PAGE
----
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Rooney's injury causes two firms to feel pane

Two construction firms paid the price (nearly £60,000) for an employee’s broken pelvis after safety failures led to a 600kg glass panel falling on him.
The Health and Safety Executive prosecuted London-based Brookfield Construction UK and fined it £18,000 with costs of £9,962 and its sub-contractor Scheldebouw UK must pay £20,000 in fines with costs of £10,000, after pleading guilty to breaching section 3(1) of the Health & Safety at Work Act.

In March 2006, glass panels were being removed from the roof of a Multiplex Construction UK site in Kensington and Chelsea, when John Rooney, a Scheldebouw UK employee, was injured by a pane of glass crashing down on him.

Three glass panels were being lowered onto a lorry (owned by Benchmark Scaffolding Ltd) parked next to John Rooney’s Scheldebouw UK lorry.

Rooney decided to climb onto the other firm’s lorry to try to help with the glass panes but, shortly after climbing onto the back of the Benchmark lorry, a 600kg pane of glass fell on him and broke his pelvis.

Lisa Chappell, HSE inspector, stressed the importance of educating staff on health and safety matters. She said 'This incident once again highlights the need for contractors to ensure that all aspects of lifting and removal operations are fully planned and measures to work safely are clearly communicated to all workers. Had these simple steps been taken, the injuries to Rooney could have been avoided.'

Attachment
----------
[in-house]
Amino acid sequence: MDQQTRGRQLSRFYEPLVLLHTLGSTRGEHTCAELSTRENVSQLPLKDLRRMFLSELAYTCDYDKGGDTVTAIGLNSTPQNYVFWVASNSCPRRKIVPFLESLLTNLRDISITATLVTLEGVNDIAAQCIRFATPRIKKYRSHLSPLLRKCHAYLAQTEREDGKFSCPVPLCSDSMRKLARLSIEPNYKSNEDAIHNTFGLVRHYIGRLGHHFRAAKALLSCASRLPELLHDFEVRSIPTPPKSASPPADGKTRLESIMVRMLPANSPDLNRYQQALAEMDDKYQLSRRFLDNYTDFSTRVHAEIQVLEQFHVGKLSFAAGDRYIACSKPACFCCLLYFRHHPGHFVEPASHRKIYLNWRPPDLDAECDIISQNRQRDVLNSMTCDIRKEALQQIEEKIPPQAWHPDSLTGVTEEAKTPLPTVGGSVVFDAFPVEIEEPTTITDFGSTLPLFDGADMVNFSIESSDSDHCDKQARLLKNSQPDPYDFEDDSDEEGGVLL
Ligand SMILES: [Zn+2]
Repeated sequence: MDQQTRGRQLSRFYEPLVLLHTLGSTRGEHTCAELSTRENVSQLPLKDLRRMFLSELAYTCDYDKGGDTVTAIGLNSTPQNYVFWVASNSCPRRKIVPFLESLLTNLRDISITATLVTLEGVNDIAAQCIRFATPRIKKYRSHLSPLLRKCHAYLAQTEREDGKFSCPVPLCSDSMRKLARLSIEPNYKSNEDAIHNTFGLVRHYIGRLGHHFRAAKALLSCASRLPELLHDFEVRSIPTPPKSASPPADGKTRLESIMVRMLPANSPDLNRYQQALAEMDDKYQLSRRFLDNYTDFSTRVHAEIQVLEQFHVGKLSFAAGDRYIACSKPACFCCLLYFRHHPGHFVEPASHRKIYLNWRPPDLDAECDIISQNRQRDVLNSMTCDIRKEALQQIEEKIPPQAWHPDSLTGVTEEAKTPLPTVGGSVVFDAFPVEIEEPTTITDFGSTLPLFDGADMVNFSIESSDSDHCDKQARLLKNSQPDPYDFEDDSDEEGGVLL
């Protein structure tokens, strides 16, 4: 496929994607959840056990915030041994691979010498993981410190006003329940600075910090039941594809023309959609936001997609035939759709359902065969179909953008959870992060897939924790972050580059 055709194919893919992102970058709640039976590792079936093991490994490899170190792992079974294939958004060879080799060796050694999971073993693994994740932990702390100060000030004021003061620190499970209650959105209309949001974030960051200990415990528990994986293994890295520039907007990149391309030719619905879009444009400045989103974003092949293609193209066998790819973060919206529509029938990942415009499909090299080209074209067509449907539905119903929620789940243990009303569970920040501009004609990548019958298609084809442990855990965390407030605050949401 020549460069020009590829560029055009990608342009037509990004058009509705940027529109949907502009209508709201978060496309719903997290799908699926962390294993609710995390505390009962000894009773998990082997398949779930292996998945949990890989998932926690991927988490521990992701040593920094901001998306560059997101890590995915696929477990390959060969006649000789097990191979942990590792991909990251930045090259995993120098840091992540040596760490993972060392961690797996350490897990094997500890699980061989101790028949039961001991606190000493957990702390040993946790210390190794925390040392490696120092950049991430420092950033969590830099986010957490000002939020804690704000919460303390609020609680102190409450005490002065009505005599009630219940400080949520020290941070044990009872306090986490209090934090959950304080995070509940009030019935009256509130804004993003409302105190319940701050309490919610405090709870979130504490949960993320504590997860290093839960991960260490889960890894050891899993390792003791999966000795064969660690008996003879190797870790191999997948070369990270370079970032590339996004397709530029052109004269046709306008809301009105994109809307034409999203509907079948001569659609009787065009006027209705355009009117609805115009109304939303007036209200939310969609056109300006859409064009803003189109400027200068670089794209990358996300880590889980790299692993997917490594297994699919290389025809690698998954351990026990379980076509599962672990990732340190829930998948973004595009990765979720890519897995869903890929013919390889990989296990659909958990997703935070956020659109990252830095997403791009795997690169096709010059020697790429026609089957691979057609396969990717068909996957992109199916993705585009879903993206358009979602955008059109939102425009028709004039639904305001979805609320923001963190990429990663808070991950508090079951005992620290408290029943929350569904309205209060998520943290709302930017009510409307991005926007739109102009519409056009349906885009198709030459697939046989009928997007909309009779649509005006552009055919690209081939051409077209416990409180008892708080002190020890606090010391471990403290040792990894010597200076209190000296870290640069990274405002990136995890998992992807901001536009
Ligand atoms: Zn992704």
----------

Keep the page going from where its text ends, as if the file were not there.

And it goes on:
Section 3(1) of the Health and Safety at Work etc Act 1974 states 'It shall be the duty of every employer to conduct his undertaking in such a way as to ensure, so far as is reasonably practicable, that persons not in his employment who may be affected thereby are not thereby exposed to risks to their health or safety.'

Advise on lifting operations and lifting equipment regulations 1998 can be found at lifting operations guidance
15 September 2008


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Buildings need 'breath of fresh air' approach

To mark Clean Air Day, Mark Bouldin, healthy buildings expert at Johnson Controls explains why the UK needs a new approach to clean air in buildings.

If you had the choice of breathing clean air for 90% of the time or 10% of the time, which would you choose? Well, currently, the emphasis is firmly on the 10%. From governments, campaigners and businesses, there has been a huge push to clean the air we breathe outside. And there’s no denying the importance of that. However, given the average member of the British public spends 22 hours of their day indoors, it seems negligent not to place the same level of attention on indoor air quality (IAQ).



BoilerMag XL installed at £6.6m Bostal Group development

A new care home development in Kent has invested in BoilerMag technology to protect its heating system and plant room from a build-up problem of ferrous oxide and scale....


If you need to open a Solenoid Valve manually, you need a SVOM!

If you need to open a Solenoid Valve manually, you need a SVOM!
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